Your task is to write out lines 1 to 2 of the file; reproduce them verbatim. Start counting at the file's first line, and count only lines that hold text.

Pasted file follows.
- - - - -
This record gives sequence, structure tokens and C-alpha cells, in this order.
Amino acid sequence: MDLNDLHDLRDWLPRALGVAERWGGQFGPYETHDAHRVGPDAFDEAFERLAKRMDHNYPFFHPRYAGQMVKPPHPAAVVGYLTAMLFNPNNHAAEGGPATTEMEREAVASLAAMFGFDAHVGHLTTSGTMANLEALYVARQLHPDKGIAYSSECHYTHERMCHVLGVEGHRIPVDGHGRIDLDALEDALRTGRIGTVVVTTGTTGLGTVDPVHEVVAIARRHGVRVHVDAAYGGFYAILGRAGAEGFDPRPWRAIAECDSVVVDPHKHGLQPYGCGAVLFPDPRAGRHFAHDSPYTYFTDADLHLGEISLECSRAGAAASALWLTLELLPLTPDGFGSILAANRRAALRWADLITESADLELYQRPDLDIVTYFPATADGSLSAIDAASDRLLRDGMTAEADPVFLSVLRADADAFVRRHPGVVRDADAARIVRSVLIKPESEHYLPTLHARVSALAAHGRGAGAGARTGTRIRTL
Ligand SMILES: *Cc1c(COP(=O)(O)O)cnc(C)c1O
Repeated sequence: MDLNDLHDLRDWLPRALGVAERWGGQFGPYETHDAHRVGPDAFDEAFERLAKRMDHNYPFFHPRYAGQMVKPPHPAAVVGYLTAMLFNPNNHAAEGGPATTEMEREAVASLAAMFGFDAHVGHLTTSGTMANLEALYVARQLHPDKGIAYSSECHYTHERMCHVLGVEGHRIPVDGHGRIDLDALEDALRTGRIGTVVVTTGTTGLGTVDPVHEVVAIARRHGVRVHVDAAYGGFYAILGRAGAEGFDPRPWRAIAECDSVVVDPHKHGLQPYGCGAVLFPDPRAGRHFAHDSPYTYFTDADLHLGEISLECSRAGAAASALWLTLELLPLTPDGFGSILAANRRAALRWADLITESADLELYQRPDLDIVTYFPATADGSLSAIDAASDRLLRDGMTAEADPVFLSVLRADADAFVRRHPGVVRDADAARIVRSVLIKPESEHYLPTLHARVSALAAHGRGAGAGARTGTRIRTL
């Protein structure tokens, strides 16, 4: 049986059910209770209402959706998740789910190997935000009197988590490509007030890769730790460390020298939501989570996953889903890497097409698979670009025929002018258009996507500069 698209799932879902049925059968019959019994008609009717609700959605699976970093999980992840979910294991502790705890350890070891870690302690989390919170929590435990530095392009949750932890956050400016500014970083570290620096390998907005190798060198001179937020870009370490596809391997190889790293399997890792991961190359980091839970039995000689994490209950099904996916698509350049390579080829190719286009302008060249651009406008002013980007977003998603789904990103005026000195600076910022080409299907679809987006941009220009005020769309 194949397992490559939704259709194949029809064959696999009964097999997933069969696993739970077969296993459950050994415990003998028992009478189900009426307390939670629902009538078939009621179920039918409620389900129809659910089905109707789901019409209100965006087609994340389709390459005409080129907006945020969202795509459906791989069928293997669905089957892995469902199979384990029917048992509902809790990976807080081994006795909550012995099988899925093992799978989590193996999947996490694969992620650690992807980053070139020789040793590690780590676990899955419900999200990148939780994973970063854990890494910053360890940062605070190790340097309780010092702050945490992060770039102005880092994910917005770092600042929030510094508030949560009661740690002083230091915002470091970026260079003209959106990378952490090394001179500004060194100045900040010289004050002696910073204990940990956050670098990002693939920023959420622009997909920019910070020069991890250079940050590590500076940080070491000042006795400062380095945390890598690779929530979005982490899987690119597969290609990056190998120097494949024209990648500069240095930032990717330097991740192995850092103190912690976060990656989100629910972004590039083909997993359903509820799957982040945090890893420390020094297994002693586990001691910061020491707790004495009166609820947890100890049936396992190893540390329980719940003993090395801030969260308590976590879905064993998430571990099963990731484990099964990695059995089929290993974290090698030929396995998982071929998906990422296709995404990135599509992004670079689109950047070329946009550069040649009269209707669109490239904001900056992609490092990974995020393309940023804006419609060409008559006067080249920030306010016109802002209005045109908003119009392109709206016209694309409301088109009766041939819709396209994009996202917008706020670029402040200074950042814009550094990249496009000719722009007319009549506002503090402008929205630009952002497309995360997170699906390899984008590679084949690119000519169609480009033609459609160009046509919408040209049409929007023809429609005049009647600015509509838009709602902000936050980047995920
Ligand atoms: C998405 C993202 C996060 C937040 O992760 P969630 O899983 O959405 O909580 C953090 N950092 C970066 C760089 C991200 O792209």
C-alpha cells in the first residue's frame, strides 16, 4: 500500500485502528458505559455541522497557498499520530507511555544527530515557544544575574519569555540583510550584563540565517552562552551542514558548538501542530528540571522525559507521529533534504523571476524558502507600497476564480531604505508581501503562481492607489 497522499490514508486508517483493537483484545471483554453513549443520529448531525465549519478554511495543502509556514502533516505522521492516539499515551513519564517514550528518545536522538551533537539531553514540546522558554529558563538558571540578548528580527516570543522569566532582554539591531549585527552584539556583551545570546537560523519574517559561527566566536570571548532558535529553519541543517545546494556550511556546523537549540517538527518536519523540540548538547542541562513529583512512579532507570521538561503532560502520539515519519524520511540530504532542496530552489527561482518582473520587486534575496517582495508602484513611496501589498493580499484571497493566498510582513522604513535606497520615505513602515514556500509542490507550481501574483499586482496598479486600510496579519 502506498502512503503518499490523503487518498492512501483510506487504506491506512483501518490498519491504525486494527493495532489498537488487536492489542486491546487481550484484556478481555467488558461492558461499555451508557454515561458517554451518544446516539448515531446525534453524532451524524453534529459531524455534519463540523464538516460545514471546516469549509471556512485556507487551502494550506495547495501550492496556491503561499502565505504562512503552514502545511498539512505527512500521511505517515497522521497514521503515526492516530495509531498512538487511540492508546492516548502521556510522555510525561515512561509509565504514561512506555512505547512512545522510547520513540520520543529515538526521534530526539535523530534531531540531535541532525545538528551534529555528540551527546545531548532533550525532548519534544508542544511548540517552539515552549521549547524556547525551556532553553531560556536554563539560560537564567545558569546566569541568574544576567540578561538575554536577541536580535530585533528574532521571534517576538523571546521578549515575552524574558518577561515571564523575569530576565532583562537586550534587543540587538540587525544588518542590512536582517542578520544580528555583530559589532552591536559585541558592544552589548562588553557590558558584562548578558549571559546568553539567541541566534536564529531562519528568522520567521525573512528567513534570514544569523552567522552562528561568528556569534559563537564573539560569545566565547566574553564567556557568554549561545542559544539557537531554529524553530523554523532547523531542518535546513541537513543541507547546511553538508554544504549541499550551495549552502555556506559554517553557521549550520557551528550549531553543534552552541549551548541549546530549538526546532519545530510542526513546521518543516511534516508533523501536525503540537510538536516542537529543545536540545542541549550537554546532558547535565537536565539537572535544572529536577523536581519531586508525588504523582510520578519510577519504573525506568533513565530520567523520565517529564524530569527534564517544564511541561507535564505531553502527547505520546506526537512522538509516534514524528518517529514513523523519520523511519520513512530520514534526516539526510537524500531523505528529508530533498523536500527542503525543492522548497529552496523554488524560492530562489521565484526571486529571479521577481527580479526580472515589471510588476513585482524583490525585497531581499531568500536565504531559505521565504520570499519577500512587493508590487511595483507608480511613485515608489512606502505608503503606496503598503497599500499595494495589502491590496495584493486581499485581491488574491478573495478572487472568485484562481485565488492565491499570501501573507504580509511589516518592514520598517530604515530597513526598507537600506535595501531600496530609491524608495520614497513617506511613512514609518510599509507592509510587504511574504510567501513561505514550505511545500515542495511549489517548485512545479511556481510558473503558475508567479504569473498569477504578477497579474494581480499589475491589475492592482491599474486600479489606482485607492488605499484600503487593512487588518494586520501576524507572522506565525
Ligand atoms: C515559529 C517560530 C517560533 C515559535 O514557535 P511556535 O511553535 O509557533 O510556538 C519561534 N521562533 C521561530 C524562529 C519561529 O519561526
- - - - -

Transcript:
This record gives sequence, structure tokens and C-alpha cells, in this order.
Amino acid sequence: MDLNDLHDLRDWLPRALGVAERWGGQFGPYETHDAHRVGPDAFDEAFERLAKRMDHNYPFFHPRYAGQMVKPPHPAAVVGYLTAMLFNPNNHAAEGGPATTEMEREAVASLAAMFGFDAHVGHLTTSGTMANLEALYVARQLHPDKGIAYSSECHYTHERMCHVLGVEGHRIPVDGHGRIDLDALEDALRTGRIGTVVVTTGTTGLGTVDPVHEVVAIARRHGVRVHVDAAYGGFYAILGRAGAEGFDPRPWRAIAECDSVVVDPHKHGLQPYGCGAVLFPDPRAGRHFAHDSPYTYFTDADLHLGEISLECSRAGAAASALWLTLELLPLTPDGFGSILAANRRAALRWADLITESADLELYQRPDLDIVTYFPATADGSLSAIDAASDRLLRDGMTAEADPVFLSVLRADADAFVRRHPGVVRDADAARIVRSVLIKPESEHYLPTLHARVSALAAHGRGAGAGARTGTRIRTL